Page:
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Fighting the Good Fight – Dealing With Collection Agencies

Updated on August 1, 2010

The phone rings and you rush to answer it only to discover that on the other line is a debt collector. If you've been through this before, your heart sinks as soon as you hear, "Hello, Is this Mr./Ms. X?"

"Yes.." you say.

"My name is John, and I'm calling on behalf of XXXX. I want to talk to you about your debt." 

And so it begins. If John is polite (and he usually will be the first time) you may accept the payment arrangement he offers. If you can't afford to pay, or have the good sense to know that your debt is outside the statute for legal collection in your state, you may refuse. But can John really get nasty with you?  No. 


Collection agents have the right to call you at home, but they don't have the right to call you at home and harass you. Now, that doesn't mean that collection agents can't take an unpleasant tone or even be rude, but it does mean that they are legally prohibited from doing any of the following:

  • Swearing at you
  • Calling you names
  • Telling your family members you owe a debt
  • Threatening to physically assault you
  • Threatening to sue you if they either cannot or have no real intention of doing so
  • Threatening to publish your name and the fact that you owe a debt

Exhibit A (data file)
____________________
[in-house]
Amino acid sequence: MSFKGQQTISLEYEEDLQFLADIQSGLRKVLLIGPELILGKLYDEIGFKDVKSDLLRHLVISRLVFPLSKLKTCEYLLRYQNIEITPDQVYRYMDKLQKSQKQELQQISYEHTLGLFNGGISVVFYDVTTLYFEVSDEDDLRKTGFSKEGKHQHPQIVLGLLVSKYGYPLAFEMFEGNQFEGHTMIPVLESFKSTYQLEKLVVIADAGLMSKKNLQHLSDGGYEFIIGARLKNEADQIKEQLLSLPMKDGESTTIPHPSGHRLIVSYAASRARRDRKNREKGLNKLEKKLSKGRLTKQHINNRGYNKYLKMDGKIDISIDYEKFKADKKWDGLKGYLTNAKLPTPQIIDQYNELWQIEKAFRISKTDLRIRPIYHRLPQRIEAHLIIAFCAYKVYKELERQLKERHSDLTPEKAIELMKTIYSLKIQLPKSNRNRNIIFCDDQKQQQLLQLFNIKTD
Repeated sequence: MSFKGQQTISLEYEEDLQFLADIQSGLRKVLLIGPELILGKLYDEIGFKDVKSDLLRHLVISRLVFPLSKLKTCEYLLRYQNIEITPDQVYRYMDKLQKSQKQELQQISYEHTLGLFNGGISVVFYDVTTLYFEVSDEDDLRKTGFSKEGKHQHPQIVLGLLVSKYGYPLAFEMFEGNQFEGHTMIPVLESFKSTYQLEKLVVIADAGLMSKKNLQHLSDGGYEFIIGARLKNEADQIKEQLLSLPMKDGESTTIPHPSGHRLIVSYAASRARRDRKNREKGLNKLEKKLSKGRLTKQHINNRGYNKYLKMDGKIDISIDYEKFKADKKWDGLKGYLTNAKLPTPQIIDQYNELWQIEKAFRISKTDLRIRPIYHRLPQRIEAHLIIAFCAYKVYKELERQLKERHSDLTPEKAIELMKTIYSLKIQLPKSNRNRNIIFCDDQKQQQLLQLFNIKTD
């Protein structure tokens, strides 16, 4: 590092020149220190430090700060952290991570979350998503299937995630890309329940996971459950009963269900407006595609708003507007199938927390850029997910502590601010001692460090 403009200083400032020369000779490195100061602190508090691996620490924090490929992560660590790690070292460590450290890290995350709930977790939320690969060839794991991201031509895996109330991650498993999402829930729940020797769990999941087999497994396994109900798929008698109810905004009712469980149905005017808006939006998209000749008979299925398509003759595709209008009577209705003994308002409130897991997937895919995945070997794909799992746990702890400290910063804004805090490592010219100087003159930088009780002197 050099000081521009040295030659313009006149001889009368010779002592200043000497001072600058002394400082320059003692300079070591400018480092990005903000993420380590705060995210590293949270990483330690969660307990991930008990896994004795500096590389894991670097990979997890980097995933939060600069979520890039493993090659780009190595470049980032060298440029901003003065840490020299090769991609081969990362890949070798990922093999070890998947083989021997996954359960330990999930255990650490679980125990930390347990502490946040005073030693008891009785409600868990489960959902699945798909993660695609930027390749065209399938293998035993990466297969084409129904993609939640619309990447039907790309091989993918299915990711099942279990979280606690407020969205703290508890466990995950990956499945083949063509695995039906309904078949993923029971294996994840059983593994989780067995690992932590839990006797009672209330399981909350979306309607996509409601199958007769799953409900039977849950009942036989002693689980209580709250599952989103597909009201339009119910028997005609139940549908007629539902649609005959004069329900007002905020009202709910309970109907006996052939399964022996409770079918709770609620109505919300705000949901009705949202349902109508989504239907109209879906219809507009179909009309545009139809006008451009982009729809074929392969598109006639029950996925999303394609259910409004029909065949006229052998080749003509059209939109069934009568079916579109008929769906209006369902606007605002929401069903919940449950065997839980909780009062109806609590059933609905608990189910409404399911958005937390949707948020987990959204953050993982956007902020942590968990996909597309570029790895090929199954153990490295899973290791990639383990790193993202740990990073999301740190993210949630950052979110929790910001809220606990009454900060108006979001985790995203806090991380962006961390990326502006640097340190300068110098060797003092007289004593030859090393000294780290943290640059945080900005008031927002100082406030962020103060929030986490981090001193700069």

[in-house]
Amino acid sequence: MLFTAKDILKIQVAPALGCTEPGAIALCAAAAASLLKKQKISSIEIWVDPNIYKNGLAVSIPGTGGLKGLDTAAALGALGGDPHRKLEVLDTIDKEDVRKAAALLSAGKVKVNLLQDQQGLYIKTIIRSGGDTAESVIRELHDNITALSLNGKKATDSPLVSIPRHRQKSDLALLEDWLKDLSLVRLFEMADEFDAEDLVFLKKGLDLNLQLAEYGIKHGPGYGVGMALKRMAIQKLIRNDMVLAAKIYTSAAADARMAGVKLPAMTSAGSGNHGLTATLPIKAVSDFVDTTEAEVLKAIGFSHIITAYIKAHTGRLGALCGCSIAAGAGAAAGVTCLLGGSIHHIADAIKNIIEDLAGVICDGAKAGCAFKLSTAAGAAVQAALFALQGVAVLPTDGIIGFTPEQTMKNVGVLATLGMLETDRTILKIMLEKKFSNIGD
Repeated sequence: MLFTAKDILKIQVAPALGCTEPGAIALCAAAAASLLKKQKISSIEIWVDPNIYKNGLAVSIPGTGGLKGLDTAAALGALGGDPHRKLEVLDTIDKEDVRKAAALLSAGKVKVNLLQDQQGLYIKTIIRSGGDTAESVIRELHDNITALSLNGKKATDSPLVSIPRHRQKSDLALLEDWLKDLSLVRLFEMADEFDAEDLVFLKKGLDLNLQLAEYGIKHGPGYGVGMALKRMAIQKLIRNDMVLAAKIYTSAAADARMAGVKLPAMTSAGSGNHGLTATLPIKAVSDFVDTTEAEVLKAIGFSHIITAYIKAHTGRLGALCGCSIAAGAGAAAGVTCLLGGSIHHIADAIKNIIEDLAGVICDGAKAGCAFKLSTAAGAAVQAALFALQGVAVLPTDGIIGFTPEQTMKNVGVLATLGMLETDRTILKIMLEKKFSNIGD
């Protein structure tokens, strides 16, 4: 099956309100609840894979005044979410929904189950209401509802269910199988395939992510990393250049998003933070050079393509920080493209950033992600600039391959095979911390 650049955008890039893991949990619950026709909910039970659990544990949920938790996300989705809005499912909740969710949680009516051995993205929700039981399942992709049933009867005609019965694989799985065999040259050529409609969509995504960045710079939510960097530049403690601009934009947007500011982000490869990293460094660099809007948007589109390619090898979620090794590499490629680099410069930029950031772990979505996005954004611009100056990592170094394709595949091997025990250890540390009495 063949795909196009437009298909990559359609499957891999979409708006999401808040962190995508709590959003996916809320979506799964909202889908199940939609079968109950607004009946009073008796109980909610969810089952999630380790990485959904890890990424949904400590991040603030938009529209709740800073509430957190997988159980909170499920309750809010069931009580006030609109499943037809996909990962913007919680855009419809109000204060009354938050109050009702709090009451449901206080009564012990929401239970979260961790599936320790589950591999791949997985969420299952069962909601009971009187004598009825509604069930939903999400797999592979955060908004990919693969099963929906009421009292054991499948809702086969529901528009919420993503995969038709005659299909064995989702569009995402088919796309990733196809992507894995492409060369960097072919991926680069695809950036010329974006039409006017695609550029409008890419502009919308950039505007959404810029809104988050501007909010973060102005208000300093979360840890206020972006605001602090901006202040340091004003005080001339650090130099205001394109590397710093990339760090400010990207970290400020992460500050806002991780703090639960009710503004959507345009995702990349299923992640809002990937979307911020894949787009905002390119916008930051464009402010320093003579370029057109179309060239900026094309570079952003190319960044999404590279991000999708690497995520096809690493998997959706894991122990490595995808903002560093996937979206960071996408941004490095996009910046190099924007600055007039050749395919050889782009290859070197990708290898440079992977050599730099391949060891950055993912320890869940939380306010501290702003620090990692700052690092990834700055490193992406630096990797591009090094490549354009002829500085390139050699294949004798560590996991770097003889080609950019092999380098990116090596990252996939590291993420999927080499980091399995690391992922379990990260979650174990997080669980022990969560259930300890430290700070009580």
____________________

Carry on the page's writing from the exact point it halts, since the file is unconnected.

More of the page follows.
• Threatening to tell anyone about your debt

Calling At Odd Hours

What you need to understand about "John" and all debt collectors like him is that they work on commission. All collection agencies work differently, but in some cases John may not get paid at all unless he can collect a debt from you. Thus, his livelihood depends at least partially upon you making a payment.

Is that your problem? No. You know all too well that sending John a payment would just reset the statute of limitations on your debt and result in a lawsuit.

In his zeal to recover your debt, John may call you at odd hours. Getting a telephone call from a debt collector in the middle of the night is sadly common, but its also illegal.

Although the FDCPA strictly stipulates that debt collectors may only call you between the hours of 8 a.m. and 9 p.m. in your time zone, this isn't strictly enforced. What is strictly enforced is the fact that you shouldn't find yourself losing sleep to incessant telephone calls from collectors simply because you refused to pay an old debt. 

Making the Calls Stop

Lucky for you, you're familiar with the FDCPA and know your rights? Right? 

If so, you're well aware of the fact that you can mail John a letter notifying him that he and other representatives of his company are forever barred from contacting you. Under the law, they may then contact you again only if they wish to inform you that...drumroll please...they won't be calling anymore or if they need to notify you of a lawsuit. 

Because the potential for a lawsuit is a clear and present risk with recently accrued debts, its best to only request that the company cease and desist if you are certain that the debt has already cleared the statute of limitations in your state of residence and is now time-barred. 


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      Transportation Collection Agency 7 years ago

      Great post....keep up the good work.